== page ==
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As a new student at Front Range Community College, who immigrated to the U.S. from Mexico during high school, Susana Gallegos, tried her best to navigate college on her own.
She also knew that when she needed help, Front Range was there to support her.
When Gallegos looks back now at her time at Front Range, she can’t imagine where she would be today without guidance from an adviser, who helped her eventually get into Colorado State University, and a leadership program — the Latinx Excellence Achievement and Development Scholars — which gave her the courage to apply.
Now as Front Range nears the 25% population mark of students enrolled who identify as Latino or Hispanic — the percentage needed to be a federally designated Hispanic-Serving Institution — Gallegos said she looks forward to seeing the changes that designation will bring to the college to help it further support students like her with achieving their dreams.
“We need to be more diverse with who is teaching at Front Range, who is in the higher positions, and (we need) special places for Latinx students, where everyone can go and hang out,” Gallegos said. “I would love to see that on Front Range, where you can identify and feel like part of (the college).”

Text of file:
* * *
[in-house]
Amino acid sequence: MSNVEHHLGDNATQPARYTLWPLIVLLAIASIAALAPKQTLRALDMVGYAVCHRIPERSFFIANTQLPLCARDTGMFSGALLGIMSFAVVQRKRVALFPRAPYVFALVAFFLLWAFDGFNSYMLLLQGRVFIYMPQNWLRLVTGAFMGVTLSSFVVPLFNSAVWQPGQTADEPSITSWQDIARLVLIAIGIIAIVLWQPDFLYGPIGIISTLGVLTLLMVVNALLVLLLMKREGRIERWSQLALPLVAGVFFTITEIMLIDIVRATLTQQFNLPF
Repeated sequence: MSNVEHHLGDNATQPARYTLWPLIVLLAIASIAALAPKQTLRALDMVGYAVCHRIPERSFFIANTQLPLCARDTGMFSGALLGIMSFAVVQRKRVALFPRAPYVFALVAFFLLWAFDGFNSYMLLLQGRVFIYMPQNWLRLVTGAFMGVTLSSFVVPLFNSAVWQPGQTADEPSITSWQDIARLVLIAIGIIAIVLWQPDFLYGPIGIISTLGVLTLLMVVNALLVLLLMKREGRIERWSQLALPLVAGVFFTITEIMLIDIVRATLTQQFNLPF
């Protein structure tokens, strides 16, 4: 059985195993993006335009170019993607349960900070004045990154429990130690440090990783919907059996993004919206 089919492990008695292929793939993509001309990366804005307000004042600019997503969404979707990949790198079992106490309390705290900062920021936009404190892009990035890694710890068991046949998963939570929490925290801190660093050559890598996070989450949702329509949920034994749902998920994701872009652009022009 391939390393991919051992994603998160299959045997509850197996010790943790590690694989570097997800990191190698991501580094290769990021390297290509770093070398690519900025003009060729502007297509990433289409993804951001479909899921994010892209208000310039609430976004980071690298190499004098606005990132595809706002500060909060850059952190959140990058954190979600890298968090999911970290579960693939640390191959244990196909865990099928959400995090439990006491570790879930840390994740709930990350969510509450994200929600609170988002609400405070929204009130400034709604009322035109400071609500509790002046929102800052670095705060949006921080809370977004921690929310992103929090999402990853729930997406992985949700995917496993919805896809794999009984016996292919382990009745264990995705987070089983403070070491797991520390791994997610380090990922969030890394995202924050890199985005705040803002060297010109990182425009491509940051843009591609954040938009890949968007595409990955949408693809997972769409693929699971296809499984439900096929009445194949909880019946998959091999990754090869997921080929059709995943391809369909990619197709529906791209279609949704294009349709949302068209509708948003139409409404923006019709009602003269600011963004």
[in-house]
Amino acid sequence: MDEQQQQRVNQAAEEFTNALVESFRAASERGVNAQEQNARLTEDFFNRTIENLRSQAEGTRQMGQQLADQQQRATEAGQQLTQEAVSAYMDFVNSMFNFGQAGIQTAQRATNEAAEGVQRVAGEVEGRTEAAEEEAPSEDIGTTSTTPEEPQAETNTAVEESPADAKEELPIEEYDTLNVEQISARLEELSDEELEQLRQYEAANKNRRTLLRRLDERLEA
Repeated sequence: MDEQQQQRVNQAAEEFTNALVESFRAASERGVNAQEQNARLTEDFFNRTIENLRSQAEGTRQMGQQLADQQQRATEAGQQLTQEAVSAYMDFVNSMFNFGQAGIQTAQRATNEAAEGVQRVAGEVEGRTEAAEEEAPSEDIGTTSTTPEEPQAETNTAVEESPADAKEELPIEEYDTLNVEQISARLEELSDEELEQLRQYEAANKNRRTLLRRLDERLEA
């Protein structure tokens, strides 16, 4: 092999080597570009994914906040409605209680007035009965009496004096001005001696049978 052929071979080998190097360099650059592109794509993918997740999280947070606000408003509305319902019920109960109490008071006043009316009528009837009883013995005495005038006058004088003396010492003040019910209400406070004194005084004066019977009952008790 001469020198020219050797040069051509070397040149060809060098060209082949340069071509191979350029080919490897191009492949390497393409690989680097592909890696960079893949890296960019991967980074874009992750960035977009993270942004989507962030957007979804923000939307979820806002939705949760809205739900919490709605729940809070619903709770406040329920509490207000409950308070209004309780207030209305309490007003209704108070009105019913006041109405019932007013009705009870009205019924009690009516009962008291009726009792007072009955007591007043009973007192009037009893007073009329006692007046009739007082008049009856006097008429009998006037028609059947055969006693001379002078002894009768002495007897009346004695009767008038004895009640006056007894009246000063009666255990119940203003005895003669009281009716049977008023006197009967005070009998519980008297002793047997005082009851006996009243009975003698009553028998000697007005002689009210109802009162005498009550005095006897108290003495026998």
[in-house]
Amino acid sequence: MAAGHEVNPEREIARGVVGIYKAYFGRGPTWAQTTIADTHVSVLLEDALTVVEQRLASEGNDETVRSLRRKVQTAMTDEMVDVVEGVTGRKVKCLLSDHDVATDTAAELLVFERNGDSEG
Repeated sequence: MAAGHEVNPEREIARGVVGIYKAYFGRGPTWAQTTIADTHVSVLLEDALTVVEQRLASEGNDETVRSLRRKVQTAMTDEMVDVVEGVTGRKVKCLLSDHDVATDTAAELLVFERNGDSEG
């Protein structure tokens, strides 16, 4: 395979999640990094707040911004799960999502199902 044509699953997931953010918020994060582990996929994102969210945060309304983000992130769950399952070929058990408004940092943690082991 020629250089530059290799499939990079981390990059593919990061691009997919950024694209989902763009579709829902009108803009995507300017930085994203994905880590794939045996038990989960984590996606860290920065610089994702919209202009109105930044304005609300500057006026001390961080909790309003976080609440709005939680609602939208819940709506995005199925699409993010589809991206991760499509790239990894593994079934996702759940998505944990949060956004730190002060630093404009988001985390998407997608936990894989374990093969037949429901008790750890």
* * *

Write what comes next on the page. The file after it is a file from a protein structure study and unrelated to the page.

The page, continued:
About two years ago, Front Range began examining the community college’s racial demographic, and found a growing number of students who identify as Latino or Hispanic.
In 2018, 19% of the student population at Front Range identified as “Latinx,” according to data from the community college. That number climbed to 20% in 2019; 22% in 2020; 23% in 2021; and 24% this year.
The number of high school students who identify as “Latinx” in Front Range’s concurrent enrollment program, which allows students in ninth- through 12th-grades to take college classes for high school and college credit, has also increased in recent years.
In 2018, 22% of students in the concurrent enrollment program identified as “Latinx”; 23% in 2019; 24% in 2020; 25% in 2021; and 26% this year.
During that time, the administration at the community college realized it was nearing the enrollment percentage needed to become a federally designated Hispanic-Serving Institution, which lets colleges in on grants specifically aimed to help schools expand educational opportunities for Hispanic and Latino students. Front Range anticipates it will be able to apply to be an HSI by 2023 or 2024, said Jessica Peterson, FRCC spokesperson.